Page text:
Partnership helps veterans keep an eye on high blood pressure

Partnership helps veterans keep an eye on high blood pressure

Blood pressure cuffs and educational materials put veterans’ health in their own hands.

According to the Department of Veterans Affairs (VA), more than 37 percent of veterans have hypertension—a statistic that’s higher than Nevada’s state average for the rest of the population, and something the American Heart Association says is a key risk factor for heart attacks and stroke if left untreated.

But, with proper monitoring and interventions, better outcomes are possible, and in Southern Nevada, The Salvation Army has partnered with the American Heart Association to provide free blood pressure cuffs to veterans at its Owens Campus in Las Vegas.

The blood pressure cuffs, provided by Sunrise Health System supported by the HCA Healthcare Foundation, were distributed at a September health fair and on an ongoing basis at the Owens Campus.

Partnership helps veterans keep an eye on high blood pressure

Courtesy Nicole Wessendorf.

“The overall goal is to have more people aware if they have high blood pressure, and if they do have high blood pressure, to be in a position where it can be controlled,” said American Heart Association Las Vegas Division Community Impact Director Nichole Monzon.

Monzon said the American Heart Association provides education, training and resources, and connects sponsors to clinics or community organizations like The Salvation Army to make programs like this happen.

To date, The Salvation Army has distributed about 50 blood pressure cuffs to veterans, said Amanda Fusco, manager of the Healthcare for Homeless Veterans Program at The Salvation Army’s Owens Campus. “We feel like Oprah giving them out every day,” she said.

Distributed with the blood pressure cuffs is a packet that includes educational materials and a two-week tracker for daily recording so people see what is normal for them. By measuring in spaces where they’re comfortable, Monzon said veterans can get a more consistent reading and avoid basing health decisions solely on the spikes that sometimes happen at the doctor’s office.

It all aims to empower and motivate individuals to track their blood pressure, so if they find that it is high or low, or out of the normal range, that they have information to share with their provider, Monzon said—something Fusco said is already beginning to happen.

One veteran used the blood pressure cuff and the tracker in the packet and, because he was concerned about his numbers, scheduled an appointment with his primary care physician to follow up. He then was able to get on the proper medication for hypertension.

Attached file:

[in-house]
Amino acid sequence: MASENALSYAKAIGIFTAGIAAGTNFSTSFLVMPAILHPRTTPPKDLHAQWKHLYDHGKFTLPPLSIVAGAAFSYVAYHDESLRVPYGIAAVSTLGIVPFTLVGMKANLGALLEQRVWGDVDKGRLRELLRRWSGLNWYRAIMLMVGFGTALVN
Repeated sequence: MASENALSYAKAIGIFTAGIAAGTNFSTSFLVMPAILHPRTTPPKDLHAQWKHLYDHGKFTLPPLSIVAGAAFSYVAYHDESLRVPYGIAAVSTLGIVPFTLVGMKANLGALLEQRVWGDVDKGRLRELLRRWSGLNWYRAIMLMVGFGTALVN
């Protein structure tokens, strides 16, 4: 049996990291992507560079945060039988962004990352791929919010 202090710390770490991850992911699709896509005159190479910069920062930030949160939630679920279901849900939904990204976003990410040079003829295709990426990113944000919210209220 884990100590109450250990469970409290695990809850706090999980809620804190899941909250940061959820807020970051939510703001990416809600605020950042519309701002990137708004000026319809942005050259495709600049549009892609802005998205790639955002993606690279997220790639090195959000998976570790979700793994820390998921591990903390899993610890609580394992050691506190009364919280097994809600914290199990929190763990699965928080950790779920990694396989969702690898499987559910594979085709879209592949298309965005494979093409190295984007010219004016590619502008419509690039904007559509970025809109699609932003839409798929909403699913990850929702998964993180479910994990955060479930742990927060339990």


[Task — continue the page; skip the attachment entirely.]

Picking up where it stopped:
“To be able to provide that direct service instead of having to provide a referral…has been incredible,” Fusco said. “We give out the blood pressure cuffs during our weekly meetings…being able to fill that gap so immediately is pretty awesome.”

“We ensure that they are staying up to date on their mental health and their physical health,” Fusco said. “We try to be a one-stop shop.”

The program has 76 beds—12 for women and 64 for men—for veterans experiencing homelessness. The men and women stay at the campus and receive a case manager through The Salvation Army that they meet with weekly in addition to meeting monthly with a VA liaison.

“We ensure that they are staying up to date on their mental health and their physical health,” Fusco said. “We try to be a one-stop shop.”

Fusco extended gratitude toward the American Heart Association for helping the program fill gaps for needed services, and said feedback surrounding the blood pressure monitoring resources has been positive from the veterans.

“They’re really grateful that other agencies and organizations are jumping in and they are being seen,” she said. “It’s not just the VA, but community partners.”

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Hillary Jackson

Hillary Jackson is Managing Editor of Caring, where she keeps her finger on the pulse of The Salvation Army and her eyes on the day’s headlines—all in the name of creating smart, impactful content that prompts action. With an insatiable love of information and heart for the underdog, she believes stories to be one of the best ways to understand and empathize with others. Hillary has worked around the world covering the Olympic Games, and her words have appeared in outlets including Washington Post, The Week, The Muse and Architectural Digest. Hillary holds a master’s degree in journalism from USC’s Annenberg School for Communication and Journalism. She was a finalist for a pair of National Arts and Entertainment Journalism (NAEJ) Awards as well as for the Religion Newswriters Association’s Chandler Student Award for “The PK Project,” a multimedia experience chronicling the stereotypes facing preacher’s kids versus reality. When she’s not word slinging, you’ll find her walking her West Highland Terrier, Nessie.